for a new generation of freethinkers and organizers. Over the past fifty
years, The Nation published Zinn on a number of subjects: from his early
dispatches from Atlanta's Spelman College (for example, "Finishing School
for Pickets," August 6, 1960), where he taught history and advised and
sheltered civil rights protesters, to his incisive and passionate articles
against US wars in Vietnam, Afghanistan and Iraq (for example, "Vietnam: The
Logic of Withdrawal," February 6, 1967, and "The Others," February 11,
2002), to his pleas for a federal bailout for citizens instead of
corporations ("Beyond the New Deal," April 7, 2008).
Zinn has been labeled a dogmatic historian, but these Nation articles reveal
something else entirely: a pragmatic radicalism. He was interested in
inspiring people to be agents of change, and he assembled from history,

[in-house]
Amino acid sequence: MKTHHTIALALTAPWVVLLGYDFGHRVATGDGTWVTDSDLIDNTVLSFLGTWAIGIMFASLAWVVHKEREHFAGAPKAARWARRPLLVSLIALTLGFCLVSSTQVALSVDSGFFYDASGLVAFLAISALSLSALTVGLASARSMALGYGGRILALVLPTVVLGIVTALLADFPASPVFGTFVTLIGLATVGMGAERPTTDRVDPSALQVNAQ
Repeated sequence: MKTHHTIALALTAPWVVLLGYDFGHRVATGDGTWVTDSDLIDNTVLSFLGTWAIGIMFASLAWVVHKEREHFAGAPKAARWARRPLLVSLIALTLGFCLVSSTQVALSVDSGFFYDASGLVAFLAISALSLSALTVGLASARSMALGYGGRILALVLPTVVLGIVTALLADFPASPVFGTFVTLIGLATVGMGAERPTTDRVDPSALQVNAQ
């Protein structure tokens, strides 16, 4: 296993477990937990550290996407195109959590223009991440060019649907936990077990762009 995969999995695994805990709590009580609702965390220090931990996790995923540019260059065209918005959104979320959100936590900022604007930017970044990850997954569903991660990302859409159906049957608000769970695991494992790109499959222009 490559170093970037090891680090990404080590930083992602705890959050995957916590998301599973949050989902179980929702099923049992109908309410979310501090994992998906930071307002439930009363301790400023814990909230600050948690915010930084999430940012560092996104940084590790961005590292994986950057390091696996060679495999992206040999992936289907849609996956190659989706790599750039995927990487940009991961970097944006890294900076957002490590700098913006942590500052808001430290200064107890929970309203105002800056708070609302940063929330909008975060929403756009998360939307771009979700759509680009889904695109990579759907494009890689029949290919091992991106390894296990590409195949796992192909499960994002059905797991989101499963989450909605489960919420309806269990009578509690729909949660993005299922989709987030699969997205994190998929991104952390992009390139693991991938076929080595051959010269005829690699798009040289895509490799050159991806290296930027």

literature, philosophy and reportage a formidable intellectual and moral
toolbox for doing it. We were fortunate to call him a friend, and it fills
us with pride as well as sadness that the last article he published appeared
in our pages in a forum on the first year of the Obama administration
("Obama at One," February 1). Seeking to light a flame under the rest of us
once again, Zinn wrote, "I think people are dazzled by Obama's rhetoric, and
that people ought to begin to understand that Obama is going to be a
mediocre president--which means, in our time, a dangerous president--unless
there is some national movement to push him in a better direction."
Dispatches From The Edge
Israeli Crackdown; Landmines & Clusters, Oh My!
By Conn Hallinan
Portside: February 27, 2010
A heavy-handed crack down on Israeli dissidents is drawing sharp criticism
by human rights organizations and at least a mild judicial slap on the wrist